The other Booth

“I believe calling someone an organizer is the most flattering thing you can say,” Heather Tobis Booth, AB'67, AM'70, told a group of 20 activist students last Friday while discussing her own “life in the movement” and offering tips for campus and community work. Booth has been an organizer for more than 40 years and while at the University was the founder of the women's collective JANE, a group that provided anonymous abortion services.

The first flyer Booth ever handed out, she said, was about ending the death penalty. She was 13 years old, in New York City, and terrified: “I was so nervous dropping flyers everywhere,” she said. “I learned how important it is to train people for that sort of thing.” By the time she reached the University of Chicago in the early '60s, Booth was prepared; within a week she staged a sit-in with fellow students to protest the city's school segregation. Then she helped organize Chicago’s Freedom Schools, free learning centers that taught empowerment and techniques for social change. As the head of Friends of the Student Nonviolent Coordinating Committee, she went to Mississippi to respond to the “sanctioned lynching” of three young African American men.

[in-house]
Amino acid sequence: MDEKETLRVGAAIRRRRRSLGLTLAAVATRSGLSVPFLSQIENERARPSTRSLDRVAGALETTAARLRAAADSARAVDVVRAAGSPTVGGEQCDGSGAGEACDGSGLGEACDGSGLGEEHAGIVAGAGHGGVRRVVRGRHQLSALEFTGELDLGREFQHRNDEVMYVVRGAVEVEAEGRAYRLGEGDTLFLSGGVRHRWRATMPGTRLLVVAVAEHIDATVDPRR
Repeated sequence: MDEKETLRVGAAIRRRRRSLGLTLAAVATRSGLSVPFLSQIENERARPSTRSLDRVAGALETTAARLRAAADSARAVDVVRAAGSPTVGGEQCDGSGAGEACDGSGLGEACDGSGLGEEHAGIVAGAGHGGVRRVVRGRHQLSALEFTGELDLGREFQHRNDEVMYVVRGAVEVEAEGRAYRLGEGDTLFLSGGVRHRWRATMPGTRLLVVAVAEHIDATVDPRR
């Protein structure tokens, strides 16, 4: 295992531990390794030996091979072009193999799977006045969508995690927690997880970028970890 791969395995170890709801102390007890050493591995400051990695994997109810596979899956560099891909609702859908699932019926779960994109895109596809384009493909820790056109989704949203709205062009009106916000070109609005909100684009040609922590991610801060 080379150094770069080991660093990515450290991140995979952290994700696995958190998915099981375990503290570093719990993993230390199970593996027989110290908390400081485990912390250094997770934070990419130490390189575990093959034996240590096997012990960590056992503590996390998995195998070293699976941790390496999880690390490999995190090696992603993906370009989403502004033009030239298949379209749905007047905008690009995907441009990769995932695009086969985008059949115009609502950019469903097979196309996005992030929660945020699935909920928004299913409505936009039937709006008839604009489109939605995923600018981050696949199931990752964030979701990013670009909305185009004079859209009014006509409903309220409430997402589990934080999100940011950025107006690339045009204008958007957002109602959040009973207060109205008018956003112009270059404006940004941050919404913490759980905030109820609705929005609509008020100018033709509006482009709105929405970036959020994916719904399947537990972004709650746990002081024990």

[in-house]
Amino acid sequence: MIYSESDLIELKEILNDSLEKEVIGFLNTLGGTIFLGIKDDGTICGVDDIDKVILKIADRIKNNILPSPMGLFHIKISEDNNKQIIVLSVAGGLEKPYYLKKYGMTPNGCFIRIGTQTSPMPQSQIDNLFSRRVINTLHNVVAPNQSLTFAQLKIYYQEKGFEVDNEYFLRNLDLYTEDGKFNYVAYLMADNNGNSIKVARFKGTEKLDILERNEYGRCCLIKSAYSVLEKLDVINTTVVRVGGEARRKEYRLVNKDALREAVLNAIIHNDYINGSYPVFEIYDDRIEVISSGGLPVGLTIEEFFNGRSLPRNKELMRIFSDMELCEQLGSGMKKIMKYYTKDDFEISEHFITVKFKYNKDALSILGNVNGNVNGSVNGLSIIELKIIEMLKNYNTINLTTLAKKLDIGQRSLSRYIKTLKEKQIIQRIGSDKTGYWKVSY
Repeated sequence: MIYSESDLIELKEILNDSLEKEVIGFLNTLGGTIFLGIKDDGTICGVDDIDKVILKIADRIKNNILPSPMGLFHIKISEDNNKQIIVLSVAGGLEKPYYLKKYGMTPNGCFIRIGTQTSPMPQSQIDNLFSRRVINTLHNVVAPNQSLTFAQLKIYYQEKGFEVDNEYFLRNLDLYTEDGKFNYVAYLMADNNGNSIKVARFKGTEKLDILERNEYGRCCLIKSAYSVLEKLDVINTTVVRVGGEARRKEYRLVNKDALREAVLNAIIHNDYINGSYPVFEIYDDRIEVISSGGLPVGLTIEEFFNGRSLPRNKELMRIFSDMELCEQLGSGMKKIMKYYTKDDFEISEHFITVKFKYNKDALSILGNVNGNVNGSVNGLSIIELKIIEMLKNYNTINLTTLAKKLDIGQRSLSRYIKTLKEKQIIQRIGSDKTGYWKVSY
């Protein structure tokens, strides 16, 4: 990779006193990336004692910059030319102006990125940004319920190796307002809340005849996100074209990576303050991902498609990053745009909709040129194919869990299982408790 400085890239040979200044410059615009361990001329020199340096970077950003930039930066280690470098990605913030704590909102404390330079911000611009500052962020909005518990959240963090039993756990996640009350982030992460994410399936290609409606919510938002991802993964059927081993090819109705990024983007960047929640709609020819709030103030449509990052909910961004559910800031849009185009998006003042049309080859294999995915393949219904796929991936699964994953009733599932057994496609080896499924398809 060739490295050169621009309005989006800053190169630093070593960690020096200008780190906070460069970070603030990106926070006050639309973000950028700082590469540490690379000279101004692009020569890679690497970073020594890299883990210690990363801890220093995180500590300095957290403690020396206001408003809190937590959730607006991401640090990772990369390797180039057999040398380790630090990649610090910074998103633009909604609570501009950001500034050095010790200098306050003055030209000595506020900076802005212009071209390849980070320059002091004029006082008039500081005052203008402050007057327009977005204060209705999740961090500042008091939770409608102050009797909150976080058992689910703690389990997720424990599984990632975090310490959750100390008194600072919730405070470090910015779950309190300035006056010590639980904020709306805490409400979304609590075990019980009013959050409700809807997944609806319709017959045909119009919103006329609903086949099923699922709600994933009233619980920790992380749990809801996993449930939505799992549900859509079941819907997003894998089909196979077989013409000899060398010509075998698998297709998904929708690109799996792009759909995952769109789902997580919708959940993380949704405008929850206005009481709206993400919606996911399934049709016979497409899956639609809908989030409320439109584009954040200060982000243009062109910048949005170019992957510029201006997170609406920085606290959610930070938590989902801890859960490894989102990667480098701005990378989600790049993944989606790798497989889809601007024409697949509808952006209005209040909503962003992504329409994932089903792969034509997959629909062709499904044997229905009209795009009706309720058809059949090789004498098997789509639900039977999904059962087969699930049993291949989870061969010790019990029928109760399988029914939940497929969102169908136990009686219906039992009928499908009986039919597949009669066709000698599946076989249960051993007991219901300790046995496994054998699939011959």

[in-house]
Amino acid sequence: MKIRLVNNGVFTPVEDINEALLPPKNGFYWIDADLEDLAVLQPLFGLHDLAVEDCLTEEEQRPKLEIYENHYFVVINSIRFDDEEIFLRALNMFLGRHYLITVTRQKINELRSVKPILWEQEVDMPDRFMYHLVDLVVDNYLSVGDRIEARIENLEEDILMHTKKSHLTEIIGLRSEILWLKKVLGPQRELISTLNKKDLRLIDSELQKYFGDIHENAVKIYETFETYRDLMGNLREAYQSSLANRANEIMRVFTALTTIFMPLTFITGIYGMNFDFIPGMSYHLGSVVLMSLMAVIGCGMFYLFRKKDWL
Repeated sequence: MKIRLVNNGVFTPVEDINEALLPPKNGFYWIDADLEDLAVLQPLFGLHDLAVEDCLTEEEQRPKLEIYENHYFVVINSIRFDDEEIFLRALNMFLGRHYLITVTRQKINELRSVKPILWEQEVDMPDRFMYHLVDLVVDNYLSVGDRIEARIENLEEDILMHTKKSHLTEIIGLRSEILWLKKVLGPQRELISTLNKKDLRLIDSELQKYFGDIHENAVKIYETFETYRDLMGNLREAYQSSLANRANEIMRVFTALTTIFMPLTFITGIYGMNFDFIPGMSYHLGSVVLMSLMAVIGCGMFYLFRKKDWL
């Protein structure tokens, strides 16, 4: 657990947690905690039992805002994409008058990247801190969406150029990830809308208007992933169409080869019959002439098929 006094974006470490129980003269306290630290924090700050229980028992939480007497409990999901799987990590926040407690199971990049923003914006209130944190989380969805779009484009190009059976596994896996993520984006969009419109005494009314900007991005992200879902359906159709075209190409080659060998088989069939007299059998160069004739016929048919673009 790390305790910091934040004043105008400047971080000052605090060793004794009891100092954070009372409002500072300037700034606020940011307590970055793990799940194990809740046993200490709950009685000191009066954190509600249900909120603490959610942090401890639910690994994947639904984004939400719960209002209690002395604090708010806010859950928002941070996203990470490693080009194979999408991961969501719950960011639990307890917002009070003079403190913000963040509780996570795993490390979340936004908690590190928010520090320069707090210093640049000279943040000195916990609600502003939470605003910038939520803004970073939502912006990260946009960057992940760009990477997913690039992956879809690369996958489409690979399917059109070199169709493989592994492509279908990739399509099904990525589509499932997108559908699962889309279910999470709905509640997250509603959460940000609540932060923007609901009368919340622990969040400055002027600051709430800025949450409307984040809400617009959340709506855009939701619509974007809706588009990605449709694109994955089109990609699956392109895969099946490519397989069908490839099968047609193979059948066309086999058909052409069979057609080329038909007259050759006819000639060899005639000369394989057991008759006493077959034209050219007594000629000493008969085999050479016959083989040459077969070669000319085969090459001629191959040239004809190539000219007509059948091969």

“Back on campus,” Booth said, an acquaintance was accidentally pregnant and suicidal. “I didn’t know it at the time,” she said, “but three people discussing abortion were considered conspiring to commit murder." Booth found a doctor who would perform an abortion. A month later, another woman contacted her about the doctor. And then again. The underground abortion service known as the JANE Collective was formed and ultimately served more than 11,000 women throughout Chicago. “I wasn’t even thinking about it as something political,” she said.

Women's issues hadn't been widely politicized; for instance, contraception was not considered a right at the time. Booth was once searched for contraceptives upon returning to the dorm after “parietal hours,” designated hours after which female students were required to be home. The dorm managers assumed she was engaged in "illicit" activity, when in fact she had been comforting a friend about a breakup. Booth was outraged, she said, not by the curfew or the fact that contraceptives were contraband, but at being suspected of having them. “That was a different time,” she said.

Booth encouraged the students to change the world through organizing. She cited three principles from the manual of the Midwest Academy, a "training institute for the progressive movement," which she founded: organize in a way that gives people a sense of their own power, fight for concrete changes, and work to change the relations and structure of power. Now organizing a national grassroots campaign to “regulate the financial industry,” Booth can’t foresee how successful her current project will be, but she believes the economic crisis may make the time right. “You can’t create a movement,” she said. “You can only seize what’s there.”

Shira Tevah, AB’09

The embedded video is a selection from Jane: An Abortion Service by Nell Lundy and Kate Kirtz (1996).

June 16, 2009